In a recent post, Dr. Ashish Jha raises this issue as he relates his own story of coming to an ED with a very painful dislocated shoulder. Unsurprisingly, prompt treatment of his pain was deferred while staff diligently completed registration, sent him for an xray, and waited for a physician to see him.
On the bike path where Jha took his initial tumble, people went out of their way to respond to his injury with attention and concern. But as he lay moaning on a gurney in the hospital corridors, waiting for an xray and not yet treated for pain, people avoided his eyes and even walked by a little faster.
What gives? Why aren’t people in the hospital more empathetic and attentive? Is this a “wonderful people, bad system” issue?
In reflecting on his experience, Jha remarks that people seem to leave their humanity at the door when they arrive at the hospital for work, and posits that we get desensitized to suffering. He notes that some workers were able to “break out of that trap,” and responded to him more empathetically when he directly solicited their help and attention.
“It is the job of healthcare leaders to create a culture where we retain our humanity despite the constant exposure to patients who are suffering,” writes Jha.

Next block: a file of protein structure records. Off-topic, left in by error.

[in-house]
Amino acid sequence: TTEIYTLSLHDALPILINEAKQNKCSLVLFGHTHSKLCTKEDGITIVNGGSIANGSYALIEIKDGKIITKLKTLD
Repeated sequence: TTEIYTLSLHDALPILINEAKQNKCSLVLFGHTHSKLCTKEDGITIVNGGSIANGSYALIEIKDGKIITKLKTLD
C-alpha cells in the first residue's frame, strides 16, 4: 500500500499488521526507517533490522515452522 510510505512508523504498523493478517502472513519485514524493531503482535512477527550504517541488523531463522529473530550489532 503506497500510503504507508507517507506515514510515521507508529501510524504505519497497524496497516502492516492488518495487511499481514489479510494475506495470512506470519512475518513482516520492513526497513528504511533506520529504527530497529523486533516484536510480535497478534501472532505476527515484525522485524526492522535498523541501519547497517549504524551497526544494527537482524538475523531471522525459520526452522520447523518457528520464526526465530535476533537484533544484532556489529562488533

Culture change is necessary but not sufficient
Culture is important. Yes I’ll admit that I’m usually a bit skeptical when I hear of a plan to tackle a problem through culture change. In my own experience, this has consisted of leaders trying to “create culture” by describing to front-line staff what they should be doing, and repeatedly exhorting them to do it. (And maybe giving out gold stars to those who do it.)
This, of course, is never enough. Talking the talk does not mean people start to walk the walk, especially if the walk involves a slog uphill rather than an easier stroll down a path of lesser resistance.
If we – whether healthcare leaders or just concerned citizens who want to see healthcare improve – really want healthcare workers to demonstrate more compassion and empathy while on the job, then here is what we need to do:
- We should take seriously the task of understanding what might be interfering with this compassion and engagement. This means not only studying workflow, but also the behavioral psychology of individuals as well as groups.
- We should then be serious about creating the conditions that would allow regular human beings to reliably produce the desired behaviors.
Why it can be hard to help people in the hospital
What interferes with showing compassion and engagement? In reading Jha’s piece, I reflected on my own hospital days. Here are the obstacles that I remember, and the impact on me.